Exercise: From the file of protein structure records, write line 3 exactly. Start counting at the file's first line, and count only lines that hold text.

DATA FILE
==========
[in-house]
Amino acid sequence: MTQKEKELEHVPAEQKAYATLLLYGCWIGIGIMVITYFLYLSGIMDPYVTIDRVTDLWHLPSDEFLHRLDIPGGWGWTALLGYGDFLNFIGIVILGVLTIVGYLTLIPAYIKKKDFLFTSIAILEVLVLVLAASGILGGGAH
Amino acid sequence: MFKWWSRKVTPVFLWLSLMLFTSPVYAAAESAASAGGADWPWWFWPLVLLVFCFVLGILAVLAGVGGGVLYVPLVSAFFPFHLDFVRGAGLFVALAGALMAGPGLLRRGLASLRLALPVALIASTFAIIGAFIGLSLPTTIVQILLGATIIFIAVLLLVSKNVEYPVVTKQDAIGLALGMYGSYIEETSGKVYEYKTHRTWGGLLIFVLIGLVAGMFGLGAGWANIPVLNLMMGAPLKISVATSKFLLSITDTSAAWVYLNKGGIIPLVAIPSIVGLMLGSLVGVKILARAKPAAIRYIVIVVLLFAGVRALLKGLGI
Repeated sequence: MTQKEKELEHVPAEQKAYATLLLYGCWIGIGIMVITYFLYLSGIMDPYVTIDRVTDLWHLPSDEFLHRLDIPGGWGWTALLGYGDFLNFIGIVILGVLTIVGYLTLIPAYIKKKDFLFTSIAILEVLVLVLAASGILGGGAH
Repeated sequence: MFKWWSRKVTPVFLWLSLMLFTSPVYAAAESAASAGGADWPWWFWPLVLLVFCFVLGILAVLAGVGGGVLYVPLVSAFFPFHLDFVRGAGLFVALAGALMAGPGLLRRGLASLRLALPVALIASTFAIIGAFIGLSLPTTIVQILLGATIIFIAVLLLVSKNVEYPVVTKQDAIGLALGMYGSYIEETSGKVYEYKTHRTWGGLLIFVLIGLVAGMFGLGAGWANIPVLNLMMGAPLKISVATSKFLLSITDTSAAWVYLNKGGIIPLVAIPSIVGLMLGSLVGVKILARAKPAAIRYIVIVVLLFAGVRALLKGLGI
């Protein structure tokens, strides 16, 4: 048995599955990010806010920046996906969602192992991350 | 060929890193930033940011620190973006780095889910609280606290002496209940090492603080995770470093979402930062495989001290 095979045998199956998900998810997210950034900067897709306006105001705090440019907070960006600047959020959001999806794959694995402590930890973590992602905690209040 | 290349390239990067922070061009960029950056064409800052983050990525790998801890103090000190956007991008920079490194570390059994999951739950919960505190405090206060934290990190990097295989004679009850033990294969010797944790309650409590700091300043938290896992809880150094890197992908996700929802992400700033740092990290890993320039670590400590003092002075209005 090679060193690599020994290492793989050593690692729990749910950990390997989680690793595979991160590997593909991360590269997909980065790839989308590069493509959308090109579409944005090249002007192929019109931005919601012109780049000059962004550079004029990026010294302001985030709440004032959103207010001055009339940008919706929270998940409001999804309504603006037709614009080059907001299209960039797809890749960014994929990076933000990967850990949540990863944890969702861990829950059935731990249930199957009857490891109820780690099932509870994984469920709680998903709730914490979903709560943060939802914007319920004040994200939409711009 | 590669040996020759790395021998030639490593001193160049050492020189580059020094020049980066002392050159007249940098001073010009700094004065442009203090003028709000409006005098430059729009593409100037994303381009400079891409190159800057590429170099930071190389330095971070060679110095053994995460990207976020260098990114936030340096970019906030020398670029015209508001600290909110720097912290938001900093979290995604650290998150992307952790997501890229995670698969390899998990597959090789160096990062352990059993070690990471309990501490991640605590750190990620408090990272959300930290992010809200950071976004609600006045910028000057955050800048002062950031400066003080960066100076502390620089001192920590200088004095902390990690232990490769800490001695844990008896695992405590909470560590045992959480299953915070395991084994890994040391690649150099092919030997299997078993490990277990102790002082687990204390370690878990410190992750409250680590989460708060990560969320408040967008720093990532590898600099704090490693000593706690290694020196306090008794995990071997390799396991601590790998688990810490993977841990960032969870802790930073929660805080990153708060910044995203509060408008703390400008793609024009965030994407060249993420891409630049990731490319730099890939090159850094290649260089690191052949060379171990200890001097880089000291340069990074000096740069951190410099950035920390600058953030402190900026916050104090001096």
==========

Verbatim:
Amino acid sequence: MFKWWSRKVTPVFLWLSLMLFTSPVYAAAESAASAGGADWPWWFWPLVLLVFCFVLGILAVLAGVGGGVLYVPLVSAFFPFHLDFVRGAGLFVALAGALMAGPGLLRRGLASLRLALPVALIASTFAIIGAFIGLSLPTTIVQILLGATIIFIAVLLLVSKNVEYPVVTKQDAIGLALGMYGSYIEETSGKVYEYKTHRTWGGLLIFVLIGLVAGMFGLGAGWANIPVLNLMMGAPLKISVATSKFLLSITDTSAAWVYLNKGGIIPLVAIPSIVGLMLGSLVGVKILARAKPAAIRYIVIVVLLFAGVRALLKGLGI